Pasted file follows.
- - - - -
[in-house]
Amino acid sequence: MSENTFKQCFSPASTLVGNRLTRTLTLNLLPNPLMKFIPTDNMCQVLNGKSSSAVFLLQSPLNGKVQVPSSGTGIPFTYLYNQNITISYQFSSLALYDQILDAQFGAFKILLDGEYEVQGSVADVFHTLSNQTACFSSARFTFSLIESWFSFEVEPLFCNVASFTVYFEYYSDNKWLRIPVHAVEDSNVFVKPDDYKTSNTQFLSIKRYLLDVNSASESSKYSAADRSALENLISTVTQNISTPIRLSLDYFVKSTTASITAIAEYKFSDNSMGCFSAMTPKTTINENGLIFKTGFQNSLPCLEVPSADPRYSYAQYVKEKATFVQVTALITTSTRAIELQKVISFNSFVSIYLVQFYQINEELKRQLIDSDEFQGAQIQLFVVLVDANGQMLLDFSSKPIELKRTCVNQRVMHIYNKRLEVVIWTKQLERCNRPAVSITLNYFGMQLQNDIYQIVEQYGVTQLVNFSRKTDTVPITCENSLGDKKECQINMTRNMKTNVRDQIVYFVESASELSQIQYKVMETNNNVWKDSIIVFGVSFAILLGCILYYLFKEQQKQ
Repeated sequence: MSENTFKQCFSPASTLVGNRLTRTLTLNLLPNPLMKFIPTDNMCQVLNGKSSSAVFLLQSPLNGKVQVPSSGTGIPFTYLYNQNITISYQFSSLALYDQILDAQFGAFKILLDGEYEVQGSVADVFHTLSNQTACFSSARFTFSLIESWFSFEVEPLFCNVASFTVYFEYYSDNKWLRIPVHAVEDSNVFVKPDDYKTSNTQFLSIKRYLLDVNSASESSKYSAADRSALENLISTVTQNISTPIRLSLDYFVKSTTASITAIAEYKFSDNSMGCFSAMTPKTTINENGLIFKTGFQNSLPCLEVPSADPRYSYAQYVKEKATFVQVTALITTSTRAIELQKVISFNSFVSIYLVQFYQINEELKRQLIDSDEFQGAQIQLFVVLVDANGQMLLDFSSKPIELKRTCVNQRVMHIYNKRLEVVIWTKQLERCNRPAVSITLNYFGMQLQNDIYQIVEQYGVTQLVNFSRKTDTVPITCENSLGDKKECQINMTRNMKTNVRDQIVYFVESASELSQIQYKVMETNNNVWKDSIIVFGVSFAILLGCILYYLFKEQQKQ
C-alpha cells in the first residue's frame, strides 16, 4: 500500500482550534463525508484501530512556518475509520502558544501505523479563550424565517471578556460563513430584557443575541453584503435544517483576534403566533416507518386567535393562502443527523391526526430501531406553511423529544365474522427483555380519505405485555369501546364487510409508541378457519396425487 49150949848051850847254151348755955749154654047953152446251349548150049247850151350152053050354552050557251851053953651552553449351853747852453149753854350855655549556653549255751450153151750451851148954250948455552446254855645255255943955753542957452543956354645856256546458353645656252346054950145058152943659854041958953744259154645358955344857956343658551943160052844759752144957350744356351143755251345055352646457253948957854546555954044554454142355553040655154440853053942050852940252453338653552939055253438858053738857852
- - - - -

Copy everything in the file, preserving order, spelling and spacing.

[in-house]
Amino acid sequence: MSENTFKQCFSPASTLVGNRLTRTLTLNLLPNPLMKFIPTDNMCQVLNGKSSSAVFLLQSPLNGKVQVPSSGTGIPFTYLYNQNITISYQFSSLALYDQILDAQFGAFKILLDGEYEVQGSVADVFHTLSNQTACFSSARFTFSLIESWFSFEVEPLFCNVASFTVYFEYYSDNKWLRIPVHAVEDSNVFVKPDDYKTSNTQFLSIKRYLLDVNSASESSKYSAADRSALENLISTVTQNISTPIRLSLDYFVKSTTASITAIAEYKFSDNSMGCFSAMTPKTTINENGLIFKTGFQNSLPCLEVPSADPRYSYAQYVKEKATFVQVTALITTSTRAIELQKVISFNSFVSIYLVQFYQINEELKRQLIDSDEFQGAQIQLFVVLVDANGQMLLDFSSKPIELKRTCVNQRVMHIYNKRLEVVIWTKQLERCNRPAVSITLNYFGMQLQNDIYQIVEQYGVTQLVNFSRKTDTVPITCENSLGDKKECQINMTRNMKTNVRDQIVYFVESASELSQIQYKVMETNNNVWKDSIIVFGVSFAILLGCILYYLFKEQQKQ
Repeated sequence: MSENTFKQCFSPASTLVGNRLTRTLTLNLLPNPLMKFIPTDNMCQVLNGKSSSAVFLLQSPLNGKVQVPSSGTGIPFTYLYNQNITISYQFSSLALYDQILDAQFGAFKILLDGEYEVQGSVADVFHTLSNQTACFSSARFTFSLIESWFSFEVEPLFCNVASFTVYFEYYSDNKWLRIPVHAVEDSNVFVKPDDYKTSNTQFLSIKRYLLDVNSASESSKYSAADRSALENLISTVTQNISTPIRLSLDYFVKSTTASITAIAEYKFSDNSMGCFSAMTPKTTINENGLIFKTGFQNSLPCLEVPSADPRYSYAQYVKEKATFVQVTALITTSTRAIELQKVISFNSFVSIYLVQFYQINEELKRQLIDSDEFQGAQIQLFVVLVDANGQMLLDFSSKPIELKRTCVNQRVMHIYNKRLEVVIWTKQLERCNRPAVSITLNYFGMQLQNDIYQIVEQYGVTQLVNFSRKTDTVPITCENSLGDKKECQINMTRNMKTNVRDQIVYFVESASELSQIQYKVMETNNNVWKDSIIVFGVSFAILLGCILYYLFKEQQKQ
C-alpha cells in the first residue's frame, strides 16, 4: 500500500482550534463525508484501530512556518475509520502558544501505523479563550424565517471578556460563513430584557443575541453584503435544517483576534403566533416507518386567535393562502443527523391526526430501531406553511423529544365474522427483555380519505405485555369501546364487510409508541378457519396425487 49150949848051850847254151348755955749154654047953152446251349548150049247850151350152053050354552050557251851053953651552553449351853747852453149753854350855655549556653549255751450153151750451851148954250948455552446254855645255255943955753542957452543956354645856256546458353645656252346054950145058152943659854041958953744259154645358955344857956343658551943160052844759752144957350744356351143755251345055352646457253948957854546555954044554454142355553040655154440853053942050852940252453338653552939055253438858053738857852